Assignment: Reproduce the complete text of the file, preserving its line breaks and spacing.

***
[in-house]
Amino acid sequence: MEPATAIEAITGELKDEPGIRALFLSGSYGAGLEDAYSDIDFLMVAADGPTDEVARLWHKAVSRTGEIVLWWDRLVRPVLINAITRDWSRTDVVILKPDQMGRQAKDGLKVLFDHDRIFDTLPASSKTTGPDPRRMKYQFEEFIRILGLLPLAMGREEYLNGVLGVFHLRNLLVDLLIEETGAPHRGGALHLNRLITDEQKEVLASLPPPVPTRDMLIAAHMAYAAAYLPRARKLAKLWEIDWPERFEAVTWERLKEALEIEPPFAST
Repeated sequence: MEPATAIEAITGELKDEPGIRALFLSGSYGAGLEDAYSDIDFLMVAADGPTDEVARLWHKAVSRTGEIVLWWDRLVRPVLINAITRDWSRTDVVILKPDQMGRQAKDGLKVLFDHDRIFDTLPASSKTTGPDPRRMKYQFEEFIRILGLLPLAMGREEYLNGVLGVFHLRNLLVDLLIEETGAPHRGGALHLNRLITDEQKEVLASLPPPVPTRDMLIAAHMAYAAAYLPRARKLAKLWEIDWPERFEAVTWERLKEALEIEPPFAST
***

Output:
[in-house]
Amino acid sequence: MEPATAIEAITGELKDEPGIRALFLSGSYGAGLEDAYSDIDFLMVAADGPTDEVARLWHKAVSRTGEIVLWWDRLVRPVLINAITRDWSRTDVVILKPDQMGRQAKDGLKVLFDHDRIFDTLPASSKTTGPDPRRMKYQFEEFIRILGLLPLAMGREEYLNGVLGVFHLRNLLVDLLIEETGAPHRGGALHLNRLITDEQKEVLASLPPPVPTRDMLIAAHMAYAAAYLPRARKLAKLWEIDWPERFEAVTWERLKEALEIEPPFAST
Repeated sequence: MEPATAIEAITGELKDEPGIRALFLSGSYGAGLEDAYSDIDFLMVAADGPTDEVARLWHKAVSRTGEIVLWWDRLVRPVLINAITRDWSRTDVVILKPDQMGRQAKDGLKVLFDHDRIFDTLPASSKTTGPDPRRMKYQFEEFIRILGLLPLAMGREEYLNGVLGVFHLRNLLVDLLIEETGAPHRGGALHLNRLITDEQKEVLASLPPPVPTRDMLIAAHMAYAAAYLPRARKLAKLWEIDWPERFEAVTWERLKEALEIEPPFAST